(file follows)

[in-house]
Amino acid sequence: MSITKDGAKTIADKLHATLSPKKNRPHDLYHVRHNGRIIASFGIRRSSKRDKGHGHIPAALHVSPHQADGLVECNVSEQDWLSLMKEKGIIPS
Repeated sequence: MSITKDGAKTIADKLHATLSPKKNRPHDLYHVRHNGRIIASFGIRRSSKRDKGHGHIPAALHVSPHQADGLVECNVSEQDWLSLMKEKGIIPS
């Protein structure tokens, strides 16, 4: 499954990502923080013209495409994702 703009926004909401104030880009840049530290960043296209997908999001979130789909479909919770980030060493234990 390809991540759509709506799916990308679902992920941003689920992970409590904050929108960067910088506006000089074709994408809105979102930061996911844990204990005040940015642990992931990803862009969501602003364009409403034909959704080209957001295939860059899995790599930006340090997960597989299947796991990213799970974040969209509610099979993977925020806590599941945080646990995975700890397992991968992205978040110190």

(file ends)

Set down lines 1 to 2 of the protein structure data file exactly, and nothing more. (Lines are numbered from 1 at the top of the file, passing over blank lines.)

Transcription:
[in-house]
Amino acid sequence: MSITKDGAKTIADKLHATLSPKKNRPHDLYHVRHNGRIIASFGIRRSSKRDKGHGHIPAALHVSPHQADGLVECNVSEQDWLSLMKEKGIIPS